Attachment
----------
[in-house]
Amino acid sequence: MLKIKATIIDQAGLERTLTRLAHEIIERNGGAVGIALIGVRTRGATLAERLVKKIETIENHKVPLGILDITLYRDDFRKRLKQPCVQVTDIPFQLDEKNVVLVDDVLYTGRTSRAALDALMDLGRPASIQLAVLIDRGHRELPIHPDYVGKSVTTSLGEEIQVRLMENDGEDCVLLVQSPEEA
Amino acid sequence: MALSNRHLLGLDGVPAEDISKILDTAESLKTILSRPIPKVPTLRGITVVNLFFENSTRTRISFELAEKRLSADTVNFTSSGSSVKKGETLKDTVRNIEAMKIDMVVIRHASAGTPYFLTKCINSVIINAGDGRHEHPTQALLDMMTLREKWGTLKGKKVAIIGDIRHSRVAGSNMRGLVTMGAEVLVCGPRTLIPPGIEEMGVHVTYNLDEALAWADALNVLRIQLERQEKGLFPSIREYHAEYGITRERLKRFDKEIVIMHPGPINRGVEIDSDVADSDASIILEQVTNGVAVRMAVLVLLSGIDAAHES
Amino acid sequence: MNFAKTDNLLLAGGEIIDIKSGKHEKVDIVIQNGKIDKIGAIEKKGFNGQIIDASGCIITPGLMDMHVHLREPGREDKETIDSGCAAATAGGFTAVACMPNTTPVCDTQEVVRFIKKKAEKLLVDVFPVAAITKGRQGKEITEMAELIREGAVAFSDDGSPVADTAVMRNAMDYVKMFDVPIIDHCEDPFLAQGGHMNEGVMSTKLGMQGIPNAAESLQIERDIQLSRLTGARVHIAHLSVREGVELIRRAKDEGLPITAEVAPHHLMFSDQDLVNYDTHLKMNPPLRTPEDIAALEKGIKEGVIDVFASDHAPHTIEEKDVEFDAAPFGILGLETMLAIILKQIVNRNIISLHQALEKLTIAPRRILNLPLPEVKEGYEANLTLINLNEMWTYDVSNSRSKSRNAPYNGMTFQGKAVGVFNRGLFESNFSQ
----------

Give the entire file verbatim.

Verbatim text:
[in-house]
Amino acid sequence: MLKIKATIIDQAGLERTLTRLAHEIIERNGGAVGIALIGVRTRGATLAERLVKKIETIENHKVPLGILDITLYRDDFRKRLKQPCVQVTDIPFQLDEKNVVLVDDVLYTGRTSRAALDALMDLGRPASIQLAVLIDRGHRELPIHPDYVGKSVTTSLGEEIQVRLMENDGEDCVLLVQSPEEA
Amino acid sequence: MALSNRHLLGLDGVPAEDISKILDTAESLKTILSRPIPKVPTLRGITVVNLFFENSTRTRISFELAEKRLSADTVNFTSSGSSVKKGETLKDTVRNIEAMKIDMVVIRHASAGTPYFLTKCINSVIINAGDGRHEHPTQALLDMMTLREKWGTLKGKKVAIIGDIRHSRVAGSNMRGLVTMGAEVLVCGPRTLIPPGIEEMGVHVTYNLDEALAWADALNVLRIQLERQEKGLFPSIREYHAEYGITRERLKRFDKEIVIMHPGPINRGVEIDSDVADSDASIILEQVTNGVAVRMAVLVLLSGIDAAHES
Amino acid sequence: MNFAKTDNLLLAGGEIIDIKSGKHEKVDIVIQNGKIDKIGAIEKKGFNGQIIDASGCIITPGLMDMHVHLREPGREDKETIDSGCAAATAGGFTAVACMPNTTPVCDTQEVVRFIKKKAEKLLVDVFPVAAITKGRQGKEITEMAELIREGAVAFSDDGSPVADTAVMRNAMDYVKMFDVPIIDHCEDPFLAQGGHMNEGVMSTKLGMQGIPNAAESLQIERDIQLSRLTGARVHIAHLSVREGVELIRRAKDEGLPITAEVAPHHLMFSDQDLVNYDTHLKMNPPLRTPEDIAALEKGIKEGVIDVFASDHAPHTIEEKDVEFDAAPFGILGLETMLAIILKQIVNRNIISLHQALEKLTIAPRRILNLPLPEVKEGYEANLTLINLNEMWTYDVSNSRSKSRNAPYNGMTFQGKAVGVFNRGLFESNFSQ